Friday, March 6, 2009

Sarah Palin: Political Strategy 2009

Most hilarious opinion survey in history: Opinion Research did a survey for FOX, and here's one of thigh-slappers it produced. When asked where the government gets its money, 65% said it got it from taxes on wage-earners and businesses. Twenty-four percent affirmed (I love this) "The government has its own money." Eleven percent said either that it got it from some other source (aliens? payoffs from lobbyists?) or that they just didn't know. I wonder whether to worry more about the 24% that think the government has a night job or the 11% who are totally clueless.

Just before the last election, the BBC in London had me on their early morning radio show and the subject was "low-knowledge voters." These are people who arent's knowledgable about politics, candidates, the issues -- or, in fact, anything of importance. The Opinion Research survey shows us exactly what the lowest of low-knowledge voters don't know.

At some point, and I don't think that time is now, Sarah should be speaking out on Obama-nomics, his disastrous economic policies. She's wise with her approach of being in the limelight occasionally (interviews once or twice a month with conservative or centrist national media) and being out of it most of the time. Throughout much of 2009, third-parties (us on the blogosphere, FOX news, other conservative outlets) should carry much of the load of criticizing Obama.

Talk radio people (Rush, Glenn, Sean, Laura, and their local counterparts) should keep up a constant drumbeat of criticism, although their focus should always be Obama's policies and his associates, not the man himself. (More advice next week for talk-radio people.)

Practically speaking, Sarah must let the "Obama honeymoon" continue to unfold (and, eventually, unravel). The election didn't occur that long ago, and she doesn't want to be seen as a sore loser. Any criticisms she makes of Obama -- and this doesn't hold for people like me -- should be in tone of "helpfulness." Actually, of course, she wants to "help" Obama fail -- as he is, as he will continue to do. She wants to position herself as an attractive alternative to BHO, as the angel of real, effective change.

In terms of specifics, Obama's approval rating (about 60%) is still too high for sharp criticism to be effective. Most Americans want to "give him a chance," mainly because they can't see any alternatives. They know he's going to be around for four more years. They mistakenly confuse his success with America's. Limbaugh needs to continue simplifying his point on hoping Obama fails. The way I've put it is, "If Obama succeeds, America fails." Or, "If Obama's extreme agenda succeeds, Americans lose freedom and opportunity." She should not into detail.

When he goes below 50% in approval rating -- and that sould happen late this year -- Sarah's criticism should be sharper and relatively continual. Until then, she should be proposing constructive alternatives to Obama's "Socialism Lite." She needs to stay away from abstractions, such as "he wants to redistribute the wealth," and personalize it, "He wants to take your money and your children's money and give it to other people." She needs one-syllable words and short sentences -- "zingers."

Most of all, she doesn't want to suffer from over-exposure. Remember, part of Sarah's charm is her role as "the Mystery Lady from the Northland."

Gov. Ed Rendell of PA is admittedly, a vote-buying, semi-socialist type who never saw a tax increase he didn't like. However, he's also a very savvy politician, and he said of Sarah, "She has great political instincts." He's absolutely correct. Lately, Sarah's instincts have been telling her to take a lower profile -- not to be invisible, but to be less visible. That will also help strengthen her situation in Alaska, where the people -- some of whom act like little more than children -- can get the idea that Sarah is paying sufficient attention to them.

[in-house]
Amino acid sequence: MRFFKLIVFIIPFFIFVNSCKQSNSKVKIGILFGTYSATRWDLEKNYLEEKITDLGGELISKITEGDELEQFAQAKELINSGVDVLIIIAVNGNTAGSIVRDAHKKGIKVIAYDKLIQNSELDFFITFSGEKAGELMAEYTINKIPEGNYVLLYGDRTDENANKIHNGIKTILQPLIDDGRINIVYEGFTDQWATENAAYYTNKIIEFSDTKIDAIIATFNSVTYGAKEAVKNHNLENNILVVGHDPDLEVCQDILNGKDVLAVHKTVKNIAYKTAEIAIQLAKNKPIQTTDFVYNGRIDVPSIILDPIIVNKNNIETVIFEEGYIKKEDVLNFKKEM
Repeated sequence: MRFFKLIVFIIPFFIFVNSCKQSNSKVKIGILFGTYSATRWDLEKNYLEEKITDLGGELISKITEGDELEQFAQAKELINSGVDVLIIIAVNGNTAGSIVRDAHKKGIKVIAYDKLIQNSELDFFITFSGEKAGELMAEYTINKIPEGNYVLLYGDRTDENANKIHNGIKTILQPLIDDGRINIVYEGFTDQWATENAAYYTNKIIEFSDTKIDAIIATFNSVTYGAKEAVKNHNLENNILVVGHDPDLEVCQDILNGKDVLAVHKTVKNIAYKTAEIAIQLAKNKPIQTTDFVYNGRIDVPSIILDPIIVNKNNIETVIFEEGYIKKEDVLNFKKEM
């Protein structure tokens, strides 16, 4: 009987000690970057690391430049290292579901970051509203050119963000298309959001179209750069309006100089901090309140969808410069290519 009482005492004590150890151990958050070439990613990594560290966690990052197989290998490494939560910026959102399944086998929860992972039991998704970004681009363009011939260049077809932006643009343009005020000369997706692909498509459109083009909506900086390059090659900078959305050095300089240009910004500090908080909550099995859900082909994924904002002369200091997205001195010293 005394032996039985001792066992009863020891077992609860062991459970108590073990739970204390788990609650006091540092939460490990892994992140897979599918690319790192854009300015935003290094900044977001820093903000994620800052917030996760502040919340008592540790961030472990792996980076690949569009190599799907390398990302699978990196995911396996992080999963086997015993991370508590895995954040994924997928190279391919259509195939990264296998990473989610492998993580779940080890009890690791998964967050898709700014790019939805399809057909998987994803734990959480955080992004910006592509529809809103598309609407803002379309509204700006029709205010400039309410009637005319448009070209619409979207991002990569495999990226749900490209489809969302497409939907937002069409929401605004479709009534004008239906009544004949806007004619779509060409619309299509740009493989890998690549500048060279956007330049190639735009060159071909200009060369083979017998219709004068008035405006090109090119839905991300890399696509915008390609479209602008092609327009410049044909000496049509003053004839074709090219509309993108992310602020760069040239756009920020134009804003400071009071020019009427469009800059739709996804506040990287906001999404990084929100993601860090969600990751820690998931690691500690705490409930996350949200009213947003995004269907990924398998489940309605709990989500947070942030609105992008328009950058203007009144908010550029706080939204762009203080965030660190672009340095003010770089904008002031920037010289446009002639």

Those of in the "Sarah Movement" never tire of her. We may wish we had "all Sarah all the time." But she needs to be very calculating about media appearances. My view is that never again -- even if she ends up getting electing President -- should she waste her time with people like Katie Couric and Charlie Gibson. CBS. for example, is in nearly as bad shape as Ciitigroup and GM. There's no reason to prop up Katie or other Obama shills.

Right now, the most important thing she can do is to raise money for SarahPac -- lots of money. She needs to determine exactly which candidates she wants to help. A good "first candidate" would be Jim Tedisco, the Republican state assembly leader in New York who's running for the vacant congressional seat in New York's 20th District. It's an important race (for a seat perviously held by Democrat Kirsten Gillibrand). Also, it's in an area of New York (Albany, Saratoga Springs, Hudson Valley) that's friend to Sarah and her views. Sarah has a great chance to carry New York in the 2012 "Super Tuesday" primary.

She should concentrate appearances (over the next three years) in states she must win, including FL (crucial), VA, NC, NM, CO, NV, OH (crucial), and perhaps PA.

Why am I concerned about over-exposure for Sarah? Consider what happened to Hillary Clinton, who had certainly been around -- and in the news for a long time. By 2007, the media was tired of her. She was old news. Some journalists speculated that the nation was suffering from "Clinton fatigue." In contrast, Obama was "the new guy in town," someone who was "bold and fresh," to steal Bill O'Reilly's phrase.

Sarah doesn't want to become old news. When a conservative journalist wants to interview her -- and go to Alaska to do so -- she should cooperate if it's in her interest to do so. When a left-wing journalist (or someone like Oprah, wants to chat, Sarah should find some an excuse to say no.

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